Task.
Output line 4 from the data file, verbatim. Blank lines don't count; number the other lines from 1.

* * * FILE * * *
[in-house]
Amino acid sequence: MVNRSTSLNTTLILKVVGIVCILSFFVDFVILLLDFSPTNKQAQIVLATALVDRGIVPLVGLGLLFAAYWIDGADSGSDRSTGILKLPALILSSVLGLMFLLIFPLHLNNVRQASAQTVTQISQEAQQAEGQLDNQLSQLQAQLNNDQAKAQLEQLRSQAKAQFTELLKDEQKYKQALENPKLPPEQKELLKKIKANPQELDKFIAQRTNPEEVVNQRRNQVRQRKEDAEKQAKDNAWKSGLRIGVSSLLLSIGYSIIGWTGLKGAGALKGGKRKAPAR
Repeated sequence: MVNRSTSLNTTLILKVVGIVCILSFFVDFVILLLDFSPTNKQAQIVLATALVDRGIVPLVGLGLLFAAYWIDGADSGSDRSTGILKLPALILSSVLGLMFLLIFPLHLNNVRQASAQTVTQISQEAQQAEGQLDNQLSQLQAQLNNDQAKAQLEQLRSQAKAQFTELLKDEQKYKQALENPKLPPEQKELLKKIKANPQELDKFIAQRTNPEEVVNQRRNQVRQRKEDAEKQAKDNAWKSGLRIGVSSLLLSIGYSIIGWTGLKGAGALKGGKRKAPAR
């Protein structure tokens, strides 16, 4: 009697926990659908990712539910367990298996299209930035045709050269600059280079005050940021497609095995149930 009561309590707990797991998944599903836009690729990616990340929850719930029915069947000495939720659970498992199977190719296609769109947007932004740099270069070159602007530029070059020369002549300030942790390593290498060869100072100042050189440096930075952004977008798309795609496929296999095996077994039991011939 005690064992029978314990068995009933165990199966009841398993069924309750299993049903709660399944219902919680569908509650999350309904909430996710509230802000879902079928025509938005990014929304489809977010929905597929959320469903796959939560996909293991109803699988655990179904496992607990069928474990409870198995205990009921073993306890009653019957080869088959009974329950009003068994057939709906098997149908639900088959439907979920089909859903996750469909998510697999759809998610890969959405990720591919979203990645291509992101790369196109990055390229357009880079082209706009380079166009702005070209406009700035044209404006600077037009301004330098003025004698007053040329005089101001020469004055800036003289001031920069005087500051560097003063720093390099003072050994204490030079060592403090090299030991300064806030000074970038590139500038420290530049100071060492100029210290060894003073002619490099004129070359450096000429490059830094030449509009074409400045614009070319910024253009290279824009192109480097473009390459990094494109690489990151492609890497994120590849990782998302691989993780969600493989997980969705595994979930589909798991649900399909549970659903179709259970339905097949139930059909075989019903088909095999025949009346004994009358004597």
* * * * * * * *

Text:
């Protein structure tokens, strides 16, 4: 009697926990659908990712539910367990298996299209930035045709050269600059280079005050940021497609095995149930 009561309590707990797991998944599903836009690729990616990340929850719930029915069947000495939720659970498992199977190719296609769109947007932004740099270069070159602007530029070059020369002549300030942790390593290498060869100072100042050189440096930075952004977008798309795609496929296999095996077994039991011939 005690064992029978314990068995009933165990199966009841398993069924309750299993049903709660399944219902919680569908509650999350309904909430996710509230802000879902079928025509938005990014929304489809977010929905597929959320469903796959939560996909293991109803699988655990179904496992607990069928474990409870198995205990009921073993306890009653019957080869088959009974329950009003068994057939709906098997149908639900088959439907979920089909859903996750469909998510697999759809998610890969959405990720591919979203990645291509992101790369196109990055390229357009880079082209706009380079166009702005070209406009700035044209404006600077037009301004330098003025004698007053040329005089101001020469004055800036003289001031920069005087500051560097003063720093390099003072050994204490030079060592403090090299030991300064806030000074970038590139500038420290530049100071060492100029210290060894003073002619490099004129070359450096000429490059830094030449509009074409400045614009070319910024253009290279824009192109480097473009390459990094494109690489990151492609890497994120590849990782998302691989993780969600493989997980969705595994979930589909798991649900399909549970659903179709259970339905097949139930059909075989019903088909095999025949009346004994009358004597």